We’d set-up a small blind in front of us. However, with all Champion’s moving, calling and beating his chest and legs with his hands to simulate wings beating in a gobbler fight, I was sure that if his calling hadn’t spooked the toms, all the movement Champion made would. But Champion – a veteran turkey hunter who’d chased the wily gobblers of south Alabama most of his life – was a man who not only hunted turkeys but lived with them and understood where they wanted to go and why, even before the toms knew where they wanted to walk. After about 10 minutes of constantly using a call to simulate the fighting purr of two gobblers, Champion whispered, “John, I’ve got to stop calling for a minute. My hands are cramping up. I’ve never called this much, or this long, before on a push-button box call.” As I evaluated our situation, I encouraged him to, “Keep calling. The turkeys are coming. I promise the cramp will go away.”Click to enlarge

Learn more about hunting legendary gobblers from John E. Phillips’ library of turkey-hunting books, including “The Turkey Hunter’s Bible,” “Turkey Tactics,” “Outdoor Life’s Complete Turkey Hunting,” “The Masters’ Secrets of Turkey Hunting” and “Hunter’s Specialties’ PhD Gobblers.” To learn more about these hunting books and others, visit, or call 205-967-3830.

To learn to call turkeys, you not only have to know what you need to do to call in the bird, but you need to know how the turkey responds to your calling. Since the turkey is in one place, and you’re always in a different place, many times you can’t see the turkey to watch the effects of your turkey calls. To solve this problem, we asked Bill Zearing, founder and president of Cody Game Calls, to be the caller, and we’ve asked Preston Pittman, who has won all 5 divisions of the World Turkey Calling Championship, to be the turkey. Each day, we’ll pose a different hunting scenario and ask these two legendary turkey callers/hunters to show us the types of calls you need to use and learn the different effects they have on turkeys.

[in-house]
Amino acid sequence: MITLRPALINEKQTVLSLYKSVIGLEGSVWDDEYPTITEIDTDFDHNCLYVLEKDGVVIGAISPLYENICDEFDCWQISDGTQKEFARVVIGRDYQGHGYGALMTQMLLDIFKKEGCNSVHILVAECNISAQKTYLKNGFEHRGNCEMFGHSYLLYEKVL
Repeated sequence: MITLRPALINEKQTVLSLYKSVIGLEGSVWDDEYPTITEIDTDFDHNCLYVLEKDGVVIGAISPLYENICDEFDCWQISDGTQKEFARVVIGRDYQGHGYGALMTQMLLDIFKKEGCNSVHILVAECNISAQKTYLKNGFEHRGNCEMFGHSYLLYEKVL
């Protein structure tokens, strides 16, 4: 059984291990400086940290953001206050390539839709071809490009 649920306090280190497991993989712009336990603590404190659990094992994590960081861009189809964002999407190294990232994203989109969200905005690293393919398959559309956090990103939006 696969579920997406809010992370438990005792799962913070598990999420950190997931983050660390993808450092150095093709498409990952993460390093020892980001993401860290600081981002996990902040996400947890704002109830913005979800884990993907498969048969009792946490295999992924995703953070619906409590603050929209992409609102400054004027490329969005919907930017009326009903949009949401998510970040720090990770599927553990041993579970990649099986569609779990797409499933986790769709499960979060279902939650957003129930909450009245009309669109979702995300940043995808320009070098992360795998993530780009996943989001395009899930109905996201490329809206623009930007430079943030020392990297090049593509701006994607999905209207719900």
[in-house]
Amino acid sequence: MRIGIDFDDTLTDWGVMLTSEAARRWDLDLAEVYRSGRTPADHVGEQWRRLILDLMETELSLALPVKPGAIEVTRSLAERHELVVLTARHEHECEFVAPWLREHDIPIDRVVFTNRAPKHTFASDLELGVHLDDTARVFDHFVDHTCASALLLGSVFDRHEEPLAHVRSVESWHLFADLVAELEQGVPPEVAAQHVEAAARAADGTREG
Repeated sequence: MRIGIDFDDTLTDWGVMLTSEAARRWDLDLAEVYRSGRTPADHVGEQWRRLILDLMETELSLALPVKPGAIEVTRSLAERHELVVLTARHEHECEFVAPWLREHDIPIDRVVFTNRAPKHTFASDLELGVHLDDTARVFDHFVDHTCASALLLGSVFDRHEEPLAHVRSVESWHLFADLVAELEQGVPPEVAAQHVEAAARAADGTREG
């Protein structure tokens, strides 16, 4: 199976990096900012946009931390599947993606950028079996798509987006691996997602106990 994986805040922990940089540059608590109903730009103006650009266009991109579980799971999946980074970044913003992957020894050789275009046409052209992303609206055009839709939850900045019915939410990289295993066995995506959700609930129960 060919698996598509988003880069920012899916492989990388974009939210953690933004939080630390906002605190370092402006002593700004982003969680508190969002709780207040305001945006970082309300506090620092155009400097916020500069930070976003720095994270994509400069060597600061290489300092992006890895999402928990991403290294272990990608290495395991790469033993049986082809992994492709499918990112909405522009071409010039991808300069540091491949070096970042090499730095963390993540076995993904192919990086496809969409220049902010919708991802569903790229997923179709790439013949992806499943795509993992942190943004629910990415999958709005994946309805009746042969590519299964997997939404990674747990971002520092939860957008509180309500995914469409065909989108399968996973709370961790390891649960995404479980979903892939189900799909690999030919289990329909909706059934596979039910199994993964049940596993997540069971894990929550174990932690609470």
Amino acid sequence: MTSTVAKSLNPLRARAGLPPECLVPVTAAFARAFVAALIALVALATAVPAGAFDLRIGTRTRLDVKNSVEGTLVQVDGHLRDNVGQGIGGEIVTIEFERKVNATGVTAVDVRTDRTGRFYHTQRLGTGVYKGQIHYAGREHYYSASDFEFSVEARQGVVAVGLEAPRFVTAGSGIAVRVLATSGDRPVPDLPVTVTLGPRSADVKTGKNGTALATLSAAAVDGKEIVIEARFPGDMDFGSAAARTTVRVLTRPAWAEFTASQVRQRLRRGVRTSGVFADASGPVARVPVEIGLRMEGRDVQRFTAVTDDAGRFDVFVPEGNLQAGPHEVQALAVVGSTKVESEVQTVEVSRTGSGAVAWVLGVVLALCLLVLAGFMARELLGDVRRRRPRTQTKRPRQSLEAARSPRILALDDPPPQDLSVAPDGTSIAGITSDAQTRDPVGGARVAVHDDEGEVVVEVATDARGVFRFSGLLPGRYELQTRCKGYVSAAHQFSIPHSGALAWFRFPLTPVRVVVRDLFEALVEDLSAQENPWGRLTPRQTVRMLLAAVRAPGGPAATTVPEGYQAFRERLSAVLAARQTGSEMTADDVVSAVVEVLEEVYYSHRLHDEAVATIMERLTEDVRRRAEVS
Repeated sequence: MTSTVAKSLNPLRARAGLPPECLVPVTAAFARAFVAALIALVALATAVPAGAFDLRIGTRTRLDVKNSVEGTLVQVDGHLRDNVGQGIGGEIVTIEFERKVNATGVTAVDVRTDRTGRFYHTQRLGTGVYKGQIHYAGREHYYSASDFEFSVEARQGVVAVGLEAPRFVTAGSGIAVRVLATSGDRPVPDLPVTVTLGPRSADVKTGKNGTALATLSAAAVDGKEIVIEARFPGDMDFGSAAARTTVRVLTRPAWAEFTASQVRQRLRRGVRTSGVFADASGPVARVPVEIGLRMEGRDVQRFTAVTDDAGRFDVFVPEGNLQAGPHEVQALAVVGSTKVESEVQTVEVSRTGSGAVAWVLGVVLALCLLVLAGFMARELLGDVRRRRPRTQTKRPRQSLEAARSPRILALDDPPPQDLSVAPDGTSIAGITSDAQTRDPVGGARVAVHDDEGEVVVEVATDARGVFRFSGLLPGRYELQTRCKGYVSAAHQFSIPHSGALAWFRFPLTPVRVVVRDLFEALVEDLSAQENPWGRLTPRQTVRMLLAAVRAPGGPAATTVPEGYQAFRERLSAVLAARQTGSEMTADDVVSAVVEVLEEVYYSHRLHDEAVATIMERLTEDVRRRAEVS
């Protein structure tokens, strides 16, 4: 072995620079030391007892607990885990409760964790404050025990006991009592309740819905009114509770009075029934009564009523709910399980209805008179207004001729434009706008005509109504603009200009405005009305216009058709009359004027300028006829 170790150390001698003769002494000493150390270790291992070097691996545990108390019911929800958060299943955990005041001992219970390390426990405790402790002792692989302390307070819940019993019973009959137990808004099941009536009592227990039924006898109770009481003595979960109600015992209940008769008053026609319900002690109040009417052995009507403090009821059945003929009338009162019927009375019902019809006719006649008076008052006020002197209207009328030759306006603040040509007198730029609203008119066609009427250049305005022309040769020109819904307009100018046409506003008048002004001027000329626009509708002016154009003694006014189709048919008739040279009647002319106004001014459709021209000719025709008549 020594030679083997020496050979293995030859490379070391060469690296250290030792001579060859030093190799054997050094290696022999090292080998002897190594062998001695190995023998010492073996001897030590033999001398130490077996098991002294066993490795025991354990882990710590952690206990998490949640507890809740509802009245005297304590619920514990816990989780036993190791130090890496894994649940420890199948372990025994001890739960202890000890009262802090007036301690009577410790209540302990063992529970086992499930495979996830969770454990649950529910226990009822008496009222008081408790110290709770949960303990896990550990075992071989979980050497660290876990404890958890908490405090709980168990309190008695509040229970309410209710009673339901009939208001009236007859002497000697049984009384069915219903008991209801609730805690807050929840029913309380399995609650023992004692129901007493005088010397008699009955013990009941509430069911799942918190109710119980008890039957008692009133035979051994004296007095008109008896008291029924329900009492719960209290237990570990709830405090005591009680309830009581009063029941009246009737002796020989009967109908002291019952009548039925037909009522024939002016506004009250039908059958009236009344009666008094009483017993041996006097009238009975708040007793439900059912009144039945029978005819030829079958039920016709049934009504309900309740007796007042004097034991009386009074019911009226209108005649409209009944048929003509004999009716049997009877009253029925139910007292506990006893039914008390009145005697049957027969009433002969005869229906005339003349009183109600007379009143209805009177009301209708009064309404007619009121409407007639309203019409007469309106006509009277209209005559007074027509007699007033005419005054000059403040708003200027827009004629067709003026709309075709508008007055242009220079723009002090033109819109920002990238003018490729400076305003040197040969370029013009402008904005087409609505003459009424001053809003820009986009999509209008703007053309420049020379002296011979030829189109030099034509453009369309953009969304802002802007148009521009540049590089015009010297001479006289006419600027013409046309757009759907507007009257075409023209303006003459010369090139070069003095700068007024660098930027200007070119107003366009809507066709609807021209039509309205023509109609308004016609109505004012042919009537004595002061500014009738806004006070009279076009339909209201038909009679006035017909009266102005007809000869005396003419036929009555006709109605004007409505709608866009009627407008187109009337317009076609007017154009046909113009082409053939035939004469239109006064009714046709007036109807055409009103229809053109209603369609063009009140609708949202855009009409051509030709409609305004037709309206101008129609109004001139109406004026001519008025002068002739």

Watch Video: “Trying to Call a Gobbler Away from His Hens”

Content on this page requires a newer version of Adobe Flash Player.

Get Adobe Flash player

Tomorrow: Learn About Tough Hunting for the Slave Ditch Gobbler

Check back each day this week for more about "Battling the Slave Ditch Gobbler with Central Alabama’s Joe Champion"

Day 1: Begin the Turkey Hunt for the Slave Ditch Gobbler, and Watch a Turkey Hunting Video
Day 2: Get Ready For a Turkey War with the Slave Ditch Gobbler
Day 3: How I Hunted the Slave Ditch Gobbler, and You Can Watch a Turkey Hunting Video
Day 4: Learn About Tough Hunting for the Slave Ditch Gobbler, and Watch a Turkey Hunting Video
Day 5: How to Make Your Scope and Gun More Effective for Taking Turkeys and Watch a Turkey Hunting Video


Entry 558, Day 3